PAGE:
BEULAH — A court’s take on three hard-to-define words — “noise,” “reasonable” and “normal” — could decide whether St. Ambrose Cellars violated a sound ordinance, or if owner Kirk Jones is being personally targeted by a Homestead Township official.
Jones received a ticket last month at his Pioneer Road brewery for violating the township’s noise ordinance.
After four years of what he called tension with his neighbor, Township Treasurer Karen Mallon, the winemaker said he is taking his case to 85th District Court.
“By challenging the ticket, we’re challenging the basic precepts of the ordinance,” Jones said. “It was written behind closed doors and the wording is arbitrary.”
The noise ordinance, passed unanimously by trustees August 6, 2018, states:
“Between the hours of 8:00 PM and 8:00 AM, no person shall engage in conduct which produces a noise or sound which annoys, disturbs, injures or endangers the comfort, repose, health, peace or safety or any reasonable person of normal sensitivities.”
Jones said he has retained attorney Jesse Williams. A court date to hear his appeal is scheduled Dec. 9.
Earlier this year, Jones created a public Facebook page, “Homestead Township Political Action Forum,” to inform residents about his difficulties and to discuss township board decisions and decision-making, he said.
Jones said he is out thousands of dollars after two wedding bookings were canceled, and two more couples he’d been in discussions with decided to hold their weddings elsewhere.
All referenced the ongoing conflict between St. Ambrose Cellars and township officials, he said.
At the Oct. 7 township board meeting, Trustee Mary Geetings proposed the board hire “someone completely removed from any of this, to review all the documents and settle this matter,” according to meeting minutes.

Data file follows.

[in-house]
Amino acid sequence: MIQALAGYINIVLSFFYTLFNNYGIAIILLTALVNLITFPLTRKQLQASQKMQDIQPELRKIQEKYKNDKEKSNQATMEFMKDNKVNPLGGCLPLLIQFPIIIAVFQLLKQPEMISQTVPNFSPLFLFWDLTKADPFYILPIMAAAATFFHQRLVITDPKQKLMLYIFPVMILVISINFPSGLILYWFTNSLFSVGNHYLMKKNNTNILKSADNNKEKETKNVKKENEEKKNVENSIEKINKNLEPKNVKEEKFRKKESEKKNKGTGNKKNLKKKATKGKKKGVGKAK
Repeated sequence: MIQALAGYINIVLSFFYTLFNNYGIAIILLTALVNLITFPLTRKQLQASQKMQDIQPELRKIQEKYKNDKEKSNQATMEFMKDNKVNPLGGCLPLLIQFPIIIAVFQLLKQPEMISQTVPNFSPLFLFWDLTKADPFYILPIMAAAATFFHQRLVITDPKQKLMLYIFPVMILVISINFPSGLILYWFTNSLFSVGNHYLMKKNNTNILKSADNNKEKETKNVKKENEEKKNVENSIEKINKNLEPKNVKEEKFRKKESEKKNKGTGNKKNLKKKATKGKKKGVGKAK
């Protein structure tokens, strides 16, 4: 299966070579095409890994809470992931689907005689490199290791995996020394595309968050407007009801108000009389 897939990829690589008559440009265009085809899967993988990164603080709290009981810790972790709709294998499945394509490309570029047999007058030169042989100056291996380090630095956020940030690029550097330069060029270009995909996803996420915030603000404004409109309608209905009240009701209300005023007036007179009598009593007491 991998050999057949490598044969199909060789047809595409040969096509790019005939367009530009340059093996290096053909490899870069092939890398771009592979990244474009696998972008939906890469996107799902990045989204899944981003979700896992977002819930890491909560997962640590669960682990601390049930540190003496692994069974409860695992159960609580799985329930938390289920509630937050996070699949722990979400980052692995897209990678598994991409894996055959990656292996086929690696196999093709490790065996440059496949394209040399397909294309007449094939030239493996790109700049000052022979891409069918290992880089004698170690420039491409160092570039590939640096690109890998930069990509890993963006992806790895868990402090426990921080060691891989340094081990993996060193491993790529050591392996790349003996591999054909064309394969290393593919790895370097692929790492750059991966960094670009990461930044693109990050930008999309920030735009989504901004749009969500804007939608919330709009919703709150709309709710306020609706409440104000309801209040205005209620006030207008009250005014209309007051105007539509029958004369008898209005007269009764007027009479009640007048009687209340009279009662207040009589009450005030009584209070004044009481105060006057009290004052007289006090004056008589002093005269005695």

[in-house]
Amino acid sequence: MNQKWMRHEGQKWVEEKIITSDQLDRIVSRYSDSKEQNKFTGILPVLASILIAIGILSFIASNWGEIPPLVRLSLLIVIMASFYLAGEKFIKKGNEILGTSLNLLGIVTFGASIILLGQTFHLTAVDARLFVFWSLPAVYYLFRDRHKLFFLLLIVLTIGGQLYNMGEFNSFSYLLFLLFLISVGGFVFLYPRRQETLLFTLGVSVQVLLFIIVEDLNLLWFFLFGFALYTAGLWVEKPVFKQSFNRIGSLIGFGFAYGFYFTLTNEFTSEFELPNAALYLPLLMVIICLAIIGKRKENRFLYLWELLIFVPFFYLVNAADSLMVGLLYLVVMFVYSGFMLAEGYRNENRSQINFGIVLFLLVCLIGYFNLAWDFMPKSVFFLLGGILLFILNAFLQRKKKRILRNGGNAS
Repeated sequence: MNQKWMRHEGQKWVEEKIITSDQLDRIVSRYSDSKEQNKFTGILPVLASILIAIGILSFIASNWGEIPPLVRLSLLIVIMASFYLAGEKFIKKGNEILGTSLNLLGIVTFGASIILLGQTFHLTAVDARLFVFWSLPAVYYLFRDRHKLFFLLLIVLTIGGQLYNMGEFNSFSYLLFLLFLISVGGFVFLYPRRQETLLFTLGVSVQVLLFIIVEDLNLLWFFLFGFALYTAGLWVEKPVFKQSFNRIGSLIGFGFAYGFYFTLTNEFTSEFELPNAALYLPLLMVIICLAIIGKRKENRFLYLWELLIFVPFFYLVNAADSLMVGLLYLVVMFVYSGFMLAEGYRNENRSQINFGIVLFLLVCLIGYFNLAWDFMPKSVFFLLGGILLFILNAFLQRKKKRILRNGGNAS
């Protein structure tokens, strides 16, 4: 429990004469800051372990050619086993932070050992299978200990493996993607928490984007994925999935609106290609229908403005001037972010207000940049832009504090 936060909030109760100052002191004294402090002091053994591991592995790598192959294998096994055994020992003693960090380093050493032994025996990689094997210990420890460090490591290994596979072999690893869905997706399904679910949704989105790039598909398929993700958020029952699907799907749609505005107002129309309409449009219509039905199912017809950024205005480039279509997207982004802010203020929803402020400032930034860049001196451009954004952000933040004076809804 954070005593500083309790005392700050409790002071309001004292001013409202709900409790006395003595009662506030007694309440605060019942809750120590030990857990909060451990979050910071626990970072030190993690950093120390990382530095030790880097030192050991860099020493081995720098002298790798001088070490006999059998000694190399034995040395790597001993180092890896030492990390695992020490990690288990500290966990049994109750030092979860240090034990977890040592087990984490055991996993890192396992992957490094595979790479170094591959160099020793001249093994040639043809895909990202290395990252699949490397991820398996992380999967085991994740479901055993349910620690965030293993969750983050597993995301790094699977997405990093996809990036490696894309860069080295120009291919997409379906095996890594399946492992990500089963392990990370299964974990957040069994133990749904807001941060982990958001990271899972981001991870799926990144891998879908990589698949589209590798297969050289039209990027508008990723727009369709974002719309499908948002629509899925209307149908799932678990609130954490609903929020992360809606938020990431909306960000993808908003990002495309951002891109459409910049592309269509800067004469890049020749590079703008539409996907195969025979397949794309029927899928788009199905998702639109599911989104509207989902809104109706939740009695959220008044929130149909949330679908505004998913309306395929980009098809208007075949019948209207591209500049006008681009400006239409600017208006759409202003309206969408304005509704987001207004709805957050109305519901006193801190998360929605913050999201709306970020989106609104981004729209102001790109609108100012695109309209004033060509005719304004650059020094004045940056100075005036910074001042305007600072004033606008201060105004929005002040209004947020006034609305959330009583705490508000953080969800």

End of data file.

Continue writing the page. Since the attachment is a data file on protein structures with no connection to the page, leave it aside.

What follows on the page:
The day of the ticket, St. Ambrose Cellars hosted a wedding reception inside a barn on the winery’s property, Jones said. There was a live music and Jones said the weather was bad — sleet and rain — so the doors of the barn were closed.
Because of past noise complaints made by Mallon and another neighbor, Karen Kamp, Jones said he uses an app on his phone — DBXpro — to take regular decibel readings. The app also documents the time and GPS location of the readings.
Jones contends the complaints are meant as personal attacks on him and his business, and said he hopes to prove that in court by using the readings as evidence.
The night of the wedding, Jones said he grabbed his phone and drove around the border of his property, and along LeYa Lane, near where Mallon and Kamp live.
He said his reading was 39 decibels.
IAC Acoustics, an Illinois-based industrial sound engineering firm that publishes baseline decibel readings for a variety of common sounds, puts background noise at a library at 40 decibels. A Jet engine is 150 decibels on takeoff; one person breathing is 10 decibels.
Someone in the Kamp home wrote down Jones’ license plate number, called police and two deputies from the Benzie County Sheriff’s Office responded.
Jones said he showed them the reading on his phone.
“See?” he says he told the officers. “This is what I’m dealing with. Crickets are louder than this. Crickets can be 44 decibels.”
While Jones was talking with the officers, back at St. Ambrose Homestead Township Ordinance Enforcement Officer, John Brazaski, wrote him the ticket.
“He’s actually a really nice guy,” Jones said. “Very likable. But I want to know what’s going on. I feel like Karen Mallon has been an existential threat to my business. She keeps gaslighting us. And we’re building a case. ”
Mallon, Geetings and Township Supervisor, John Hancock, did not return calls for comment.
Mallon has previously told the Record-Eagle she is only enforcing the ordinance, not making personal attacks against Jones or his business.
The next Homestead Township Board of Trustees meeting is Dec. 2, 6 p.m., at the Homestead Township Hall, 11508 Honor Highway (US-31) in Honor.